February 03, 2015

The RETURN of Kirk Gibson: The Aberration of an Illusion & the 1990s Detroit Tigers



As all of my loyal readers know, I have an affinity for The Sporting News. The newsweekly provided life–changing opportunities for me as a child. I was "in the know" as a youngster because I read the magazine from front to back — not just the baseball information but all of the sports as well. I was disappointed when the writers analyzed the Tigers chances as between nil and none, but I continued to read. I even kept reading it after they let go some of my favorite writers, including Joe Falls who wrote for years as the sports editor at the Detroit News. The Tigers have always been my team, but the Tigers of the '90s and early '00s were "not good."

Mr. I's first year with the Tigers promised "A Whole New Ballgame." For a season, it seemed as if this proclamation were true. It was just an aberration in the midst of a long slide for the Detroit Nine. 


TSN always provided a baseball preview issue, as well. But many other companies published an annual baseball preview. I used to look at all of them on the magazine stand. The way I chose which to purchase was based on where the editors predicted the Tigers would finish. If the scribe picked the Tigers to finish first, I bought it without a doubt. However, we Tigers fans went through many years when the Tigers weren't likely to win 60 games, let alone first place. For many (many, many!!!) years it was hard to identify a worthy Detroit Tiger, so I can't imagine how difficult it was putting together annual predictions. No one said much good about the Tigers in the '90s, even if things looked "better" prior to the '93 season.

Kirk Gibson was my first baseball hero. When he returned in '93, it seemed to make baseball right again, if only for a minute.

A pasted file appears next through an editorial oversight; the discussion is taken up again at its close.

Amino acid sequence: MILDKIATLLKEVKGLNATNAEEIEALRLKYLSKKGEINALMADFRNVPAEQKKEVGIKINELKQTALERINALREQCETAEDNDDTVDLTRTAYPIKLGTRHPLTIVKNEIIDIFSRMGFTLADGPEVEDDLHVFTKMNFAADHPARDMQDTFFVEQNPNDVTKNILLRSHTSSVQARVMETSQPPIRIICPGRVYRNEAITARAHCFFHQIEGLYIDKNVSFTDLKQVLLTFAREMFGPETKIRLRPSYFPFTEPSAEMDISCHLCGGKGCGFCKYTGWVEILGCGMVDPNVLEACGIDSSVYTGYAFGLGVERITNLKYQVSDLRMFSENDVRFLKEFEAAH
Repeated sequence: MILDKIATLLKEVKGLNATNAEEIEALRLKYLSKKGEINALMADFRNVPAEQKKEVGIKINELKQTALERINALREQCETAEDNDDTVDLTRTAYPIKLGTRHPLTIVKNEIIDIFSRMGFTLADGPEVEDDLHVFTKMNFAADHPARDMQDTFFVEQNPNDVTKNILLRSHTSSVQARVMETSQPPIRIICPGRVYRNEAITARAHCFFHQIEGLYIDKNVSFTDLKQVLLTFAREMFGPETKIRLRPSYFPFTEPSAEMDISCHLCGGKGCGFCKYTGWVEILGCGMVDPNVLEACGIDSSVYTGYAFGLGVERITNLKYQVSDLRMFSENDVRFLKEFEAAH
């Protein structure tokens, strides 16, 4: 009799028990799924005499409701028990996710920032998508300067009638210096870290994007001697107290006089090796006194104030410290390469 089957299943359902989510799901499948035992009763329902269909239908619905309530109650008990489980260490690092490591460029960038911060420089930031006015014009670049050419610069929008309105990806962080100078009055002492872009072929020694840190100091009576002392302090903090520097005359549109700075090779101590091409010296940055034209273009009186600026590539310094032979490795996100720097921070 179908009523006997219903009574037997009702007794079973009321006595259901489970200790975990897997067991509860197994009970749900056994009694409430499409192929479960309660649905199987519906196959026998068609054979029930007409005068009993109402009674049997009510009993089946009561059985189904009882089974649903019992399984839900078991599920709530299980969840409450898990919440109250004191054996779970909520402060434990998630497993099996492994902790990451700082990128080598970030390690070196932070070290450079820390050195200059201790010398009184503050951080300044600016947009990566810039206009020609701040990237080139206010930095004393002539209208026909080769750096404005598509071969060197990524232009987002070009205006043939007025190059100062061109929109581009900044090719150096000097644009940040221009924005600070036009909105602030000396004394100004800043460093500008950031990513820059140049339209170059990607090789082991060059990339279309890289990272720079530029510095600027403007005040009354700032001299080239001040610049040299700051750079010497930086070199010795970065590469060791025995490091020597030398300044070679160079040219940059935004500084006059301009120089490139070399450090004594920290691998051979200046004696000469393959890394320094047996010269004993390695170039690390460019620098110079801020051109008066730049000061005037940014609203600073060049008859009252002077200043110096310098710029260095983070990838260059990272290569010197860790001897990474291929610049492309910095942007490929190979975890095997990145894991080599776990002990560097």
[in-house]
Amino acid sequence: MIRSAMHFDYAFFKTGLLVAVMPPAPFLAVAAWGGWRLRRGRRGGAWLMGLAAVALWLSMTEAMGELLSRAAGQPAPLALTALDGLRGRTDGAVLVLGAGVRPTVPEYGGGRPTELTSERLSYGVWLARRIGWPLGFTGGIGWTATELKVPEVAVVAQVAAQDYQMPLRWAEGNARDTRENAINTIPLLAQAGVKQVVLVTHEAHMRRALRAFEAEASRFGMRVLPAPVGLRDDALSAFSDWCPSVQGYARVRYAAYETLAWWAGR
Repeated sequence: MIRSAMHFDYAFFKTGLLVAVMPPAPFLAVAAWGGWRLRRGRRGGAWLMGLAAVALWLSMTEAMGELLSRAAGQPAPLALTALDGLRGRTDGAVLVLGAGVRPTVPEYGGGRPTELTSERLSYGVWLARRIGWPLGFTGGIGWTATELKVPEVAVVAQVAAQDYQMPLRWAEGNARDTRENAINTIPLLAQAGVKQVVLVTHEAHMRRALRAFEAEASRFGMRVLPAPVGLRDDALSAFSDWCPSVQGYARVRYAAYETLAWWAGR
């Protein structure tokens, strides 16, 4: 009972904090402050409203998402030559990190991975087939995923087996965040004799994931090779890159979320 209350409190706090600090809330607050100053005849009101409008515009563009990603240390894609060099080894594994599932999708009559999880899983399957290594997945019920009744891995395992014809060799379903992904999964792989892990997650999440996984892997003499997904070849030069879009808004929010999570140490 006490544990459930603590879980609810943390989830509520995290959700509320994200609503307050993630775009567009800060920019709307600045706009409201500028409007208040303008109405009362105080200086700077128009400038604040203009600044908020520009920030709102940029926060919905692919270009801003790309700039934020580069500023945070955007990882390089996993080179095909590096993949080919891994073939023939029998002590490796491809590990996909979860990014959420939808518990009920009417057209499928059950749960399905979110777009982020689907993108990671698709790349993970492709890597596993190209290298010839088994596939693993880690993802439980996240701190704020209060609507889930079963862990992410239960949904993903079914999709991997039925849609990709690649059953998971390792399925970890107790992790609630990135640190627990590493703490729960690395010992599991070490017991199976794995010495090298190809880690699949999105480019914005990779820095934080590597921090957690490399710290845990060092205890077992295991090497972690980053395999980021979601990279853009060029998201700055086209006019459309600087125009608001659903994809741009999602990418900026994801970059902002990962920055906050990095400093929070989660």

It's amazing to think that from about 1989 until 2006, the Detroit Tigers put such a poor product on the field. They went through several general managers, even more managers, and a great deal many players. After just missing winning the East Division in 1988, the Tigers went on a spin that was abysmal. Seriously, the lone high spot during that run was 1993 when the Tigers starters had high ERAs, Kirk Gibson returned in the outfield, and two 20-run games in the first month of the season. (It's all true, you can look it up.) The team finished 85-77 and actually had a fun season for the Detroiters. It was a team that would make the Yankees and Red Sox of later years envious: lots of walks. (The 1991 team was 84-78 but that team doesn't stick out beyond Bill Gullickson's 20 win season and Frank Tanana's decent season.)

During the crazy days of the '90s Tigers, the Tom Monaghan braintrust thought it would be a great idea to fire broadcasting legend Ernie Harwell. Later on down the road, the Tigers front office crew with (now, different names) would decide that Sparky Anderson (#11 in the background) also should be jettisoned. The Tigers became the property of Mike Illitch in August 1992, when he bought the team from fellow pizza magnate Monaghan. 

We believed the Tigers prospect–circus when they told us about the youngsters who would become stars. Tony Clark, Bobby Higginson, Damian Easley, and Luis Gonzalez were all entering their prime as hitters. Justin Thompson, Brian Mohler, and Seth Greisinger all seemed to be the future of a great starting rotation. Todd Jones and Doug Brocail anchored a strong bullpen. And Larry Parrish would lead this young team to the promised land. I once read that Buddy Bell had talked with Randy Smith and demanded a contract extension and when that didn't happen, he abruptly resigned. I also heard that the man who would take the helm, Larry Parrish, may have helped in the process … Anyhow, this team did not pan out.

Tony Clark, Bobby Higginson, Damion Easley, and Luis Gonzalez were all entering their prime as hitters. Justin Thompson, Brian Mohler, and Seth Greisinger all seemed to be the future of a great starting rotation.

Dean Palmer joined the fray for the '99 season and Brad Ausmus returned to lead the young pitching staff. Gonzalez was jettisoned to the Arizona Diamondbacks for the upstart Karim Garcia. The team looked like it might be halfway decent. It was not.


I for one did not recall that the Tigers gave Pete Incaviglia a second cup of coffee with the team in 1998. Am I the only one who doesn't remember that acquisition? Randy Smith the the general manager at the time, Buddy Bell sat in the manager's seat until Larry Parrish suddenly took over. These, friends, were dark days for the Detroit Tigers? We went through Buddy Bell, Larry Parrish, Phil Garner, Luis Pujols, and Alan Trammell during a historic eight–year run. After the 2005 season, Trammell, Tigers' legend, was replaced by Jim Leyland, former Tigers farm system manager. It was the beginning of the return of the coolness of the Old English D.

The Tigers of 2006 begat a renaissance for the organization. 

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